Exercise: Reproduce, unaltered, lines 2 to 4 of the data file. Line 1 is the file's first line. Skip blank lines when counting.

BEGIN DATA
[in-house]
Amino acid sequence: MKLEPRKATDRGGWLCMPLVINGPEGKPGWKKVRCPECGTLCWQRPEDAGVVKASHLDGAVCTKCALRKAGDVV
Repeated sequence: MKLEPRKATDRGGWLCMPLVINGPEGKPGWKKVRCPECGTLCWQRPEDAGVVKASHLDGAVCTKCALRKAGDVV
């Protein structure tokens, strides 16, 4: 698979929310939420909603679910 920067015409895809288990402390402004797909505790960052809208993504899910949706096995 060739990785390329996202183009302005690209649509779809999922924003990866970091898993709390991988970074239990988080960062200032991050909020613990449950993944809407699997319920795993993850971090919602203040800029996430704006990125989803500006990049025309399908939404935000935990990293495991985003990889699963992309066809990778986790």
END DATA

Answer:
Amino acid sequence: MKLEPRKATDRGGWLCMPLVINGPEGKPGWKKVRCPECGTLCWQRPEDAGVVKASHLDGAVCTKCALRKAGDVV
Repeated sequence: MKLEPRKATDRGGWLCMPLVINGPEGKPGWKKVRCPECGTLCWQRPEDAGVVKASHLDGAVCTKCALRKAGDVV
């Protein structure tokens, strides 16, 4: 698979929310939420909603679910 920067015409895809288990402390402004797909505790960052809208993504899910949706096995 060739990785390329996202183009302005690209649509779809999922924003990866970091898993709390991988970074239990988080960062200032991050909020613990449950993944809407699997319920795993993850971090919602203040800029996430704006990125989803500006990049025309399908939404935000935990990293495991985003990889699963992309066809990778986790």